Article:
Advocacy for Inclusion consistently campaigns against institutionalisation in our submissions, particularly in areas of forced co-tenancy arrangements and group living. Advocacy for Inclusion has seen examples of forced co-tenancy where a person with disability must live in a group home with another person or several with disability in order to receive supports and where a person must ‘agree’ to another person moving into their home so support can be shared.

Those in the mainstream community appear genuinely confused, while building companies and government department scratch their heads thinking they have got it ‘right’ with their contemporary and ‘modern’ ideas of what it means to live independently as a person with a disability. They groan inside when we, as advocates, argue that squashing tenants together unwillingly to share supports and cut the costs, create little villas, health care facilities and spacious group homes, will effectively solve the issue.

Forced co-tenancy means Article 19 is not met as an individual human right as the quality of support is diminished and the tenant loses the right to make important lifestyle choices, including who they share their home with and to what capacity.

We argued in a previous blog post that the issue is not about ‘inclusion’ or ‘companionship’ but about the effectiveness of pooling and saving money; that is, cost cutting. When two or more people with disabilities are accommodated together and share their supports, they generally require a smaller funding package each as it can be pooled and the support workers shared. The pre-NDIS block funding model forced people into these arrangements, because the funding was attached to service providers rather than to individuals, and there was significantly less funding available in general for disability supports. The NDIS is meant to revolutionise this not pour funding into holding up the old broken system, which left people with disabilities excluded, marginalised and at risk of harm.

Advocacy for Inclusion is beginning to see a rise in accommodation and housing advocacy needs where this issue is now becoming frequent under the NDIS where co-tenancy is favoured and is often pressured. Why? Cost-cutting, of course! Australia’s obligation as a State Party to uphold the recommendations and purpose of Article 19 is argued to be flawed – are we meeting our obligations? We are trying, but we have a long way to go to ensure that people with disabilities live FULLY integrated into the community and are involved in the decisions made about their own living arrangements.

Check out our submission here in Word or PDF format:

Follow our Twitter: @Adv4I_Policy


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AFI presents at Lifelines Domestic Violence Alert Trainers National forum.


Several weeks ago one of our Training Officers, Sharon, attended a local focus group session about Lifelines Domestic Violence Alert training and the development of disability specific content.

Recognised for our expertise around the intersectionality between Woman with disability and Violence, Sharon was invited by Lifeline to present and be on an expert panel for discussion at their recent National Domestic Violence alert Trainers Forum.

The national DV Alert forum provides the Lifeline trainers with professional development. Over several days, discussions take place “focussing on collaboration, best-practice care, awareness campaigns, and referral pathways and building safer communities”. The  panel was asked to discuss Community Awareness and Prevention, and  Advocacy for Inclusion was there to specifically to talk about Disability, and a program developed by Advocacy for Inclusion called "Being Safe, Being Strong"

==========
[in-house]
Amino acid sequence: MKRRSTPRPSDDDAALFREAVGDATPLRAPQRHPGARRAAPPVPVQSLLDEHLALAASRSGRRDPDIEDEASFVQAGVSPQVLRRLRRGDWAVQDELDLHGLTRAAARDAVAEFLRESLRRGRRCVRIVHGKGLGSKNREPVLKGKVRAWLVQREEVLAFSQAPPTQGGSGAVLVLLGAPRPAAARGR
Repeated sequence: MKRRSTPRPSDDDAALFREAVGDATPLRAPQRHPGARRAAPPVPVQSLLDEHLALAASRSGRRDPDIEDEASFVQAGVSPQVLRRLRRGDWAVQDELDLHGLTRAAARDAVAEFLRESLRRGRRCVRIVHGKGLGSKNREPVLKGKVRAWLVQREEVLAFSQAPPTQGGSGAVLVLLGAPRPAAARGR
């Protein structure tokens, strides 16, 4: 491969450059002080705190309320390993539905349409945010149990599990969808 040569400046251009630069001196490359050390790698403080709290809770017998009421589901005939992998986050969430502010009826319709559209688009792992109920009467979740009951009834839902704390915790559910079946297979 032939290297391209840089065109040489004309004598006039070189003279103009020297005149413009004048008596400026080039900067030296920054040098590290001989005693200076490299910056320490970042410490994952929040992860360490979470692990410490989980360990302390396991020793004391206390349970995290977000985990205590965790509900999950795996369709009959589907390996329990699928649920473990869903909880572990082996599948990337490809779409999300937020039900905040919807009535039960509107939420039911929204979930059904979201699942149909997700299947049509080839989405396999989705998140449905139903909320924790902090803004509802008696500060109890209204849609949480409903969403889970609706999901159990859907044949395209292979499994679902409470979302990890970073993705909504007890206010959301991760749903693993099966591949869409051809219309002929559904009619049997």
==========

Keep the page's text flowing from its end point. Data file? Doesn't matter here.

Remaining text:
The Being Safe, Being Strong program has previously been recognised as a finalist in 2016 ACT Government  ‘Violence Prevention Award” in the community sector category.

The Being Safe, Being Strong program aims to build understanding among women with disabilities of their right to be safe from violence and their ability to identify the difference between safe and violent behaviours in relationships. The program also helps identify pathways to getting help and staying safe. It is the only program known of its type in Australia.

Sharon shares “As I spoke to the audience, I could see the messages and statistics I was sharing hitting home. I could see people writing down notes as I spoke - that people with disability are the largest minority group in the world yet other minorities are catered for and yet somehow services and resources are not automatically made accessible for people with disability. The gasps from the audience as I shared that women with disability are 40% more likely to be the victim of domestic violence, and I did notice the tears as I highlighted the very disturbing statistic that 90% of woman with a cognitive disability that has been sexually assaulted and that two-thirds of this woman had been assaulted before the age of 18”

In our individual advocacy work, we note a level of complacency towards violence by disability service providers when we raise issues of violence in their facilities with them. It seems to be systemically accepted. Disability support staff seem inured to it after years of having no alternative to offer, or perhaps having succumbed to a “culture of violence”. It seems that workers and managers in the disability service system are also not trained to recognise and respond appropriately to these incidents. This means that women with disabilities can be subjected to violence and abuse in their home for years.

Despite the heightened vulnerability and instances of violence experienced by women with disabilities, there is little in the way of legislative protections, programs and resources in response. For example, crisis accommodation appropriate to the needs of women with disabilities scarcely exists in Australia. Some women with disabilities have specific and significant support needs that would never be catered for in a women’s domestic violence shelter.